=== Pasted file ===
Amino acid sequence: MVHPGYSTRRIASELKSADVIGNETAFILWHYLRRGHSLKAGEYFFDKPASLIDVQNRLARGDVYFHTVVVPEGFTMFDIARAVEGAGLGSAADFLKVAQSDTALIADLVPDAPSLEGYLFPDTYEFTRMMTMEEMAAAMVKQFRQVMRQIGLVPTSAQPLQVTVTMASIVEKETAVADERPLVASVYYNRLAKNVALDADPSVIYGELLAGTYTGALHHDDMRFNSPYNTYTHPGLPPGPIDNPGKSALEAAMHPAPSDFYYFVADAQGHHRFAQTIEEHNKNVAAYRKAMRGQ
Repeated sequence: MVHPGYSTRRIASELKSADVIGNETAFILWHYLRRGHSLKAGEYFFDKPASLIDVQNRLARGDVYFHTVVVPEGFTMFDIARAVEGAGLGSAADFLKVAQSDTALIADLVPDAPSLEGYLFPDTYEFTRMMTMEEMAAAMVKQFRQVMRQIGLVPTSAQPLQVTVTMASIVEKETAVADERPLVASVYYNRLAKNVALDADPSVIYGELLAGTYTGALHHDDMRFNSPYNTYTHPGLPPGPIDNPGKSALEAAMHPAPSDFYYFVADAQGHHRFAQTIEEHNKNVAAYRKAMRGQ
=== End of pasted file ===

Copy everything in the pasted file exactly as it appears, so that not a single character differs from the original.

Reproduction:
Amino acid sequence: MVHPGYSTRRIASELKSADVIGNETAFILWHYLRRGHSLKAGEYFFDKPASLIDVQNRLARGDVYFHTVVVPEGFTMFDIARAVEGAGLGSAADFLKVAQSDTALIADLVPDAPSLEGYLFPDTYEFTRMMTMEEMAAAMVKQFRQVMRQIGLVPTSAQPLQVTVTMASIVEKETAVADERPLVASVYYNRLAKNVALDADPSVIYGELLAGTYTGALHHDDMRFNSPYNTYTHPGLPPGPIDNPGKSALEAAMHPAPSDFYYFVADAQGHHRFAQTIEEHNKNVAAYRKAMRGQ
Repeated sequence: MVHPGYSTRRIASELKSADVIGNETAFILWHYLRRGHSLKAGEYFFDKPASLIDVQNRLARGDVYFHTVVVPEGFTMFDIARAVEGAGLGSAADFLKVAQSDTALIADLVPDAPSLEGYLFPDTYEFTRMMTMEEMAAAMVKQFRQVMRQIGLVPTSAQPLQVTVTMASIVEKETAVADERPLVASVYYNRLAKNVALDADPSVIYGELLAGTYTGALHHDDMRFNSPYNTYTHPGLPPGPIDNPGKSALEAAMHPAPSDFYYFVADAQGHHRFAQTIEEHNKNVAAYRKAMRGQ